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William Cecil, 1st Baron Burghley (1520-1598), Lord High Treasurer

Sitter associated with 45 portraits
Cecil served both Edward VI and Mary I but exercised most power when chief minister to their sister Elizabeth I. When she ascended to the throne, Queen Elizabeth's first appointment was to make him her principal secretary of state, making him the youngest member of her council. Throughout his life, he was the queen's most influential minister, tempering her actions with cautious but decisive advice. As a result, the Queen nicknamed Cecil her 'Spirit'. He was created Baron Burghley in 1571, and was Lord High Treasurer and Chief Minister from 1572. The only serious threat to his influence came from Robert Dudley, Earl of Leicester, whose great dislike he returned.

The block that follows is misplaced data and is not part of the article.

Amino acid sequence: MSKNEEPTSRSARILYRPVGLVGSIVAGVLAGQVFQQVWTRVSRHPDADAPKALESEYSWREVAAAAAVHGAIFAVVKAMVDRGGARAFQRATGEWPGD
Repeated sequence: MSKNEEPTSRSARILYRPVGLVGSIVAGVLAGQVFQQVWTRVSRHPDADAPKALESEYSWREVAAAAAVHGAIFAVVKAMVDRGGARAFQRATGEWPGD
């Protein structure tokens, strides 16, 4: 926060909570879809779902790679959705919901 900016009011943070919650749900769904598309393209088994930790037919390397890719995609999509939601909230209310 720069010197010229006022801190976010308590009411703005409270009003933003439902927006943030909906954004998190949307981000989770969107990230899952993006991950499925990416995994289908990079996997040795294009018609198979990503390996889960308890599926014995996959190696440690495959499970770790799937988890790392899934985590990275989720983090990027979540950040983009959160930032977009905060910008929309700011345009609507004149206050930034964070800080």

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D25118

William Cecil, 1st Baron Burghley

after Unknown artist
stipple engraving, possibly early 19th century
NPG D25118

D17108

William Cecil, 1st Baron Burghley

by Henry Bone, after John De Critz the Elder, or after Marcus Gheeraerts the Younger
pencil drawing squared in ink for transfer, December 1811
NPG D17108

D17134

William Cecil, 1st Baron Burghley

by Henry Bone, after Unknown artist
pencil drawing squared in ink for transfer, February 1816
NPG D17134

D32416

William Cecil, 1st Baron Burghley

by John Samuel Agar, after William Hilton, after Unknown artist
stipple engraving, published 1818
NPG D32416

D19920

William Cecil, 1st Baron Burghley

by Jacobus Houbraken, published by John & Paul Knapton, after Unknown artist
line engraving, published 1738
NPG D19920